Mrs B comes up with some mad but brilliant and simple ideas sometimes. We were walking up the West coast of St Mary’s on the Isles of Scilly and had just gone through the Neolithic village remains at Halangay when we came upon a small beach. There was only a stony access to it but we picked our way down to walk along it.
As we were walking along we noticed that Swallows were flying back and forth along a stony strip along the back of the beach. I sat down on a rock and just watched them swoop along feeding, all manner of high speed twisting and turning acrobatics. Mrs B had a better idea though, she went up to the flightpath, found a comfy looking spot and just lay down still.
At first the Swallow activity moved along the beach a little but then she seemed to be accepted by them as just another big rock, albeit a shocking-pink jacketed one, and soon they had reverted to swooping and speeding along as before but this time with Mrs B lying there laughing as the Swallows just sped along and adjusted their flightpath at the last moment to miss her.
After some time and some encouragement I took Mrs B’s place on the flightpath and it was indeed an experience to make you grin stupidly as the Swallows got closer and closer during their flypast, just avoiding you at milliseconds and millimetres away, hearing them calling as they went and feeling the disturbance in the air as they passed.
It wasn’t long of course before I had an idea that a camera might be in order here. My experience of shooting Swallows close up in flight before this occasion is zero. My success rate in shooting Swallows sharply but in flight after this is about the same, the closest I came to getting sharp pictures in this little gallery below. Proper wildlife photographers would spend however long it took to get better and better pictures, we were there for about half an hour and had the rest of our walk to get on with. Got to get my excuses in.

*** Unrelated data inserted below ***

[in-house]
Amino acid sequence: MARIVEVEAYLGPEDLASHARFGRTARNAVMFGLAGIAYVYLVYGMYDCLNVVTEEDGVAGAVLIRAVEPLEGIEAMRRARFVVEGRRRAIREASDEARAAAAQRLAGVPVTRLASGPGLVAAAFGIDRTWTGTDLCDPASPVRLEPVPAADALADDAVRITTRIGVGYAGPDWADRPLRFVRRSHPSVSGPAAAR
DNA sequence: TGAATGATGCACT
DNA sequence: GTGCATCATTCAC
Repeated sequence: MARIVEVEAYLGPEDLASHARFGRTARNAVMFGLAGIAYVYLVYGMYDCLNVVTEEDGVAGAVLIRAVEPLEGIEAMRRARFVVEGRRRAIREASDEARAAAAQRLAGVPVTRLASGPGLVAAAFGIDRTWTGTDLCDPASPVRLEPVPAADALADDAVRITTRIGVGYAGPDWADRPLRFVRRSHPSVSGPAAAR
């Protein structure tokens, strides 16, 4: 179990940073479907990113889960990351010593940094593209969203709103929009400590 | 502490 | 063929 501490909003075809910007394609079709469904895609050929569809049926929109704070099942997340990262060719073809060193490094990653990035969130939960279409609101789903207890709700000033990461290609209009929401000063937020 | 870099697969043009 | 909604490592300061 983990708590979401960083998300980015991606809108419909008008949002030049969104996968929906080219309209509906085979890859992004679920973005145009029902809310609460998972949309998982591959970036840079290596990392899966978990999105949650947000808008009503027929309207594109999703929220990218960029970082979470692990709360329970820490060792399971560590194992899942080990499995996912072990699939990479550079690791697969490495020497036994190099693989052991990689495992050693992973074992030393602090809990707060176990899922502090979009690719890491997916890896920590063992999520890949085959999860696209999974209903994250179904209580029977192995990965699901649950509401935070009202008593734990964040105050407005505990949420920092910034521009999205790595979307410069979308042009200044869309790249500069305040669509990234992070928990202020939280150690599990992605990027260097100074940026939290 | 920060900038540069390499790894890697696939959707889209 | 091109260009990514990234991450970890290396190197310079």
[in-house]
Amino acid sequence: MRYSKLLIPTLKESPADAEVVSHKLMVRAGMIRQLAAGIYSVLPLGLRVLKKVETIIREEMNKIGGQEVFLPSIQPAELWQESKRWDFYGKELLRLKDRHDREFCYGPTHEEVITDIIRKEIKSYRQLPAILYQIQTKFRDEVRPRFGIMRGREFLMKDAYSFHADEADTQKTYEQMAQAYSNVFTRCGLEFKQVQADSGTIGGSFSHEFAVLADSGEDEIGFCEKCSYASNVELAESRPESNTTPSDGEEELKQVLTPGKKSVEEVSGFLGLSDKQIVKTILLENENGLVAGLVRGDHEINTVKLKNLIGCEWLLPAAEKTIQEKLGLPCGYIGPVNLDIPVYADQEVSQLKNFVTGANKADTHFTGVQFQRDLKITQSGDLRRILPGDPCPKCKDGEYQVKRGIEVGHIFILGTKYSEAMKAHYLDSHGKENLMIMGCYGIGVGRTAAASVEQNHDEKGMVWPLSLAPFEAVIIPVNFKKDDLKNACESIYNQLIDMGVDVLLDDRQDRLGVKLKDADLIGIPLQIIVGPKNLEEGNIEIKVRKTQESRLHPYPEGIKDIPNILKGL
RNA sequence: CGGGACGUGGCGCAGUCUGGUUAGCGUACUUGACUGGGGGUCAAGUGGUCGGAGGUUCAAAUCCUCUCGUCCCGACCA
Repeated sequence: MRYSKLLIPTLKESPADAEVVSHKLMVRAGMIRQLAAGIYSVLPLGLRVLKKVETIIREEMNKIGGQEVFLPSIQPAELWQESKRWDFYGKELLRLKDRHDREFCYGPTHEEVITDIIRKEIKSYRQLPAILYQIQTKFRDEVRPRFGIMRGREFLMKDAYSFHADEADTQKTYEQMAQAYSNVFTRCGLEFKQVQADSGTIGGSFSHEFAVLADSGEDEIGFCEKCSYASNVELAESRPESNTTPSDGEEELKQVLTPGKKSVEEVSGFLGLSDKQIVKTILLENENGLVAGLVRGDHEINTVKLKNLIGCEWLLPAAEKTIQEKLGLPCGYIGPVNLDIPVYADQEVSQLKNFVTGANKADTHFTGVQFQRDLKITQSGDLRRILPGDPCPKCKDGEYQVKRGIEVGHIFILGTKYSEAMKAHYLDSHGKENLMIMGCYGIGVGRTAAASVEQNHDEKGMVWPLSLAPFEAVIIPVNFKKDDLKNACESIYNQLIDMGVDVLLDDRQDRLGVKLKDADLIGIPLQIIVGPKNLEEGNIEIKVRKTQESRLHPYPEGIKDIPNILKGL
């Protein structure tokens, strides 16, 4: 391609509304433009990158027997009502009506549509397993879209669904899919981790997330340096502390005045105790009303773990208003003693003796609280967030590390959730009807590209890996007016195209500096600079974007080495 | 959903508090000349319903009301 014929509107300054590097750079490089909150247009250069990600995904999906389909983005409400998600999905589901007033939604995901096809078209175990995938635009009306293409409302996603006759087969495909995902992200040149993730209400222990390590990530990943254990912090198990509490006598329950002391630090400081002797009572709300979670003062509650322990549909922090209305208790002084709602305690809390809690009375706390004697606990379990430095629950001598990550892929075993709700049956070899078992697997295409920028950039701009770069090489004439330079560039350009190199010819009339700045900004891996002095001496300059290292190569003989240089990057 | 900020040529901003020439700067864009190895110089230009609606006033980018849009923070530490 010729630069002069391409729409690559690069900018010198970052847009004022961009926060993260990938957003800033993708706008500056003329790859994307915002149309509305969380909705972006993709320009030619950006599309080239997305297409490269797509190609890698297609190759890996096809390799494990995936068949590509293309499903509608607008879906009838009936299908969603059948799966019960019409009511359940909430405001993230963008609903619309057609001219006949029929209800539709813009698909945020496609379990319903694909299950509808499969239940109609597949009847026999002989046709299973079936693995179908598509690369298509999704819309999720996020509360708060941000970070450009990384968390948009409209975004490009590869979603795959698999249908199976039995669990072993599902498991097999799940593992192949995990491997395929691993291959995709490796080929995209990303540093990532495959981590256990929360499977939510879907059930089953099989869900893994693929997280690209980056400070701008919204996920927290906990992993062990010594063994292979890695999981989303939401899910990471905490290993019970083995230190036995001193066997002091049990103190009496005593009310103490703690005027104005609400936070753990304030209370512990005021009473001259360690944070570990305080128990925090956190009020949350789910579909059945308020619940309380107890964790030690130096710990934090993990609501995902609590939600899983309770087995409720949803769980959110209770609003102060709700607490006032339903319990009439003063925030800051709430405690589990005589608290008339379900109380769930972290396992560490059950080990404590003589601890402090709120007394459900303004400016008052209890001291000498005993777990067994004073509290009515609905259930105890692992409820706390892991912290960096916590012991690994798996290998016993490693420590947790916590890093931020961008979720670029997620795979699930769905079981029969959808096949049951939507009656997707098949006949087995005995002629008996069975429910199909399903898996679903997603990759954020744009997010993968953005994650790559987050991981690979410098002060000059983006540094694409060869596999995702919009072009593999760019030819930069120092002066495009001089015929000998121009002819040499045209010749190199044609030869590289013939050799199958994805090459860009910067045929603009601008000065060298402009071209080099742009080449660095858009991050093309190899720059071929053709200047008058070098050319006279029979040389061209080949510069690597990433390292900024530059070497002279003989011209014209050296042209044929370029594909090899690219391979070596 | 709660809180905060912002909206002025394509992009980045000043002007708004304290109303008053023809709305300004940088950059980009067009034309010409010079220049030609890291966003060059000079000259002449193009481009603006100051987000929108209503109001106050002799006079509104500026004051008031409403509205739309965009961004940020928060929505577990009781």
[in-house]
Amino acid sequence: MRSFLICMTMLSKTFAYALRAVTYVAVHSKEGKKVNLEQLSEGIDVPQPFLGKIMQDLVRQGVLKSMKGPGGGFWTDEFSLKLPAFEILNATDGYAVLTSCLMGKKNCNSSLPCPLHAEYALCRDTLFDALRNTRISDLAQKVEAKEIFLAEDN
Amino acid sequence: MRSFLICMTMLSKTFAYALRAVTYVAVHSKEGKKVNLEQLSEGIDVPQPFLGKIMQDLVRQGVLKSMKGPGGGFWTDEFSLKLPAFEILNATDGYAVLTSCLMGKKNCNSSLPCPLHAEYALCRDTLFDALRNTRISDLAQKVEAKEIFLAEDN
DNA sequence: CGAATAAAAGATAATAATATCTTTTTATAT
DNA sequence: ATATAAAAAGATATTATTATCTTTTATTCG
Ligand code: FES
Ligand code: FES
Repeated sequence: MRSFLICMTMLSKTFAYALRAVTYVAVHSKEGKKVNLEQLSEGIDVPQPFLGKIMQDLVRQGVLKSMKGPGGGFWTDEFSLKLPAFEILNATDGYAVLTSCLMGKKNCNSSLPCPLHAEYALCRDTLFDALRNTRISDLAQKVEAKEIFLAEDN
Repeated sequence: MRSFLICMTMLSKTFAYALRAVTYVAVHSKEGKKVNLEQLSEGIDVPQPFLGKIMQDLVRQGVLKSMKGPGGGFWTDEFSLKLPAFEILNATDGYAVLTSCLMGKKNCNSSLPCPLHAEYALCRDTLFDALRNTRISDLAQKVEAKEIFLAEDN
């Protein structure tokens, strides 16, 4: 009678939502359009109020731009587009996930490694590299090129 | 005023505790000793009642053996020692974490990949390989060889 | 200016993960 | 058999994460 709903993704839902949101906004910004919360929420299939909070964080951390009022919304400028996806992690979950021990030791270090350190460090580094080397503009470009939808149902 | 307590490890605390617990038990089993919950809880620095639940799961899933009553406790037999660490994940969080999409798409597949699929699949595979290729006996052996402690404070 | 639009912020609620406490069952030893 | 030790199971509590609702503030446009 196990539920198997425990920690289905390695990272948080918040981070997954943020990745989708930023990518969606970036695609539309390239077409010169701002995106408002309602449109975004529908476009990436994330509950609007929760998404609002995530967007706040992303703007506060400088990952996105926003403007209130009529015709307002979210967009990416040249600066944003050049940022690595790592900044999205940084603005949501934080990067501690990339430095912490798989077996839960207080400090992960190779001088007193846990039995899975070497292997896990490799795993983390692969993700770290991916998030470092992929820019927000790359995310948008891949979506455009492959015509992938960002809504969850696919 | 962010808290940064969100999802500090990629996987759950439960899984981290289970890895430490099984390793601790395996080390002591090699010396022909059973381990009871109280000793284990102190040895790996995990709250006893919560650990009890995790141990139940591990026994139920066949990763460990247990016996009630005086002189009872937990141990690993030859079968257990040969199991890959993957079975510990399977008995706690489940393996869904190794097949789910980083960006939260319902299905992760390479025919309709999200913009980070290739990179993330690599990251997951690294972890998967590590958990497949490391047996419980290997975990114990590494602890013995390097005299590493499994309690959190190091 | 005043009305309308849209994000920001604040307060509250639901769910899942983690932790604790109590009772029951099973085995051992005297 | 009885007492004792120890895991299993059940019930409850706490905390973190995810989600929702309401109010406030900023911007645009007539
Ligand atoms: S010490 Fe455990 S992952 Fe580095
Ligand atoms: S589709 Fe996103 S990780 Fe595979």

I employed the technique of lying there with the lens pre-focused manually on a pair of rocks, one a darker one that stood out, and had one eye in the viewfinder and the other open and looking down the beach. Then I had to watch for the approach of the birds towards ‘my’ rocks with the non-camera eye and try to get a burst of continuous shots as the birds appeared in the viewfinder. I have deleted any number of shots without a Swallow in at all and even more with a dark blur that might have been a Swallow or a passing wind-blown plastic bag.
Some internet research to estimate the speed of the birds has thrown up this brilliantly entertaining piece of scientific looking ‘Average speed of an Unladen Swallow‘ blog piece. If the equations don’t seem to be your thing, like me, then the answer comes out at about 24mph. Too fast when head on for me, my timing and my manual focus lenses. I’ll stick to slightly slower moving and larger birds.